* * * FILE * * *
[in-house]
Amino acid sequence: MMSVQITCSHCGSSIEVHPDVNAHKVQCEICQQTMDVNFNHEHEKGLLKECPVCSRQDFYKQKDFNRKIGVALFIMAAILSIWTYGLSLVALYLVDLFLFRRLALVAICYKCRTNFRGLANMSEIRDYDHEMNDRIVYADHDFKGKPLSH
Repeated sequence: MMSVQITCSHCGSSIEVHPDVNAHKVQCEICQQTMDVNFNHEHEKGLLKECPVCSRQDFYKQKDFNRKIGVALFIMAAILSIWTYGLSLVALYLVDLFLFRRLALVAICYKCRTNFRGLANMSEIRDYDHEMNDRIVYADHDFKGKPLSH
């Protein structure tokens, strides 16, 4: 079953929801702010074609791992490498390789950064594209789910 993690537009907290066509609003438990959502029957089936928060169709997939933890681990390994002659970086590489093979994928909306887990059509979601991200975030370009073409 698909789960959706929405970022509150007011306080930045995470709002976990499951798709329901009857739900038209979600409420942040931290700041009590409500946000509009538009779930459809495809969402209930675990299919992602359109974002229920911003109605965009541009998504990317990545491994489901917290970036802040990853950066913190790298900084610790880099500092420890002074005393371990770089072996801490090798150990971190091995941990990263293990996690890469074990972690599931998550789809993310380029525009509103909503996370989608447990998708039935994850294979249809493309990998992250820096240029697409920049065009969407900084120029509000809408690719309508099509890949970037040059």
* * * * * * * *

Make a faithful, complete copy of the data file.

[in-house]
Amino acid sequence: MMSVQITCSHCGSSIEVHPDVNAHKVQCEICQQTMDVNFNHEHEKGLLKECPVCSRQDFYKQKDFNRKIGVALFIMAAILSIWTYGLSLVALYLVDLFLFRRLALVAICYKCRTNFRGLANMSEIRDYDHEMNDRIVYADHDFKGKPLSH
Repeated sequence: MMSVQITCSHCGSSIEVHPDVNAHKVQCEICQQTMDVNFNHEHEKGLLKECPVCSRQDFYKQKDFNRKIGVALFIMAAILSIWTYGLSLVALYLVDLFLFRRLALVAICYKCRTNFRGLANMSEIRDYDHEMNDRIVYADHDFKGKPLSH
């Protein structure tokens, strides 16, 4: 079953929801702010074609791992490498390789950064594209789910 993690537009907290066509609003438990959502029957089936928060169709997939933890681990390994002659970086590489093979994928909306887990059509979601991200975030370009073409 698909789960959706929405970022509150007011306080930045995470709002976990499951798709329901009857739900038209979600409420942040931290700041009590409500946000509009538009779930459809495809969402209930675990299919992602359109974002229920911003109605965009541009998504990317990545491994489901917290970036802040990853950066913190790298900084610790880099500092420890002074005393371990770089072996801490090798150990971190091995941990990263293990996690890469074990972690599931998550789809993310380029525009509103909503996370989608447990998708039935994850294979249809493309990998992250820096240029697409920049065009969407900084120029509000809408690719309508099509890949970037040059």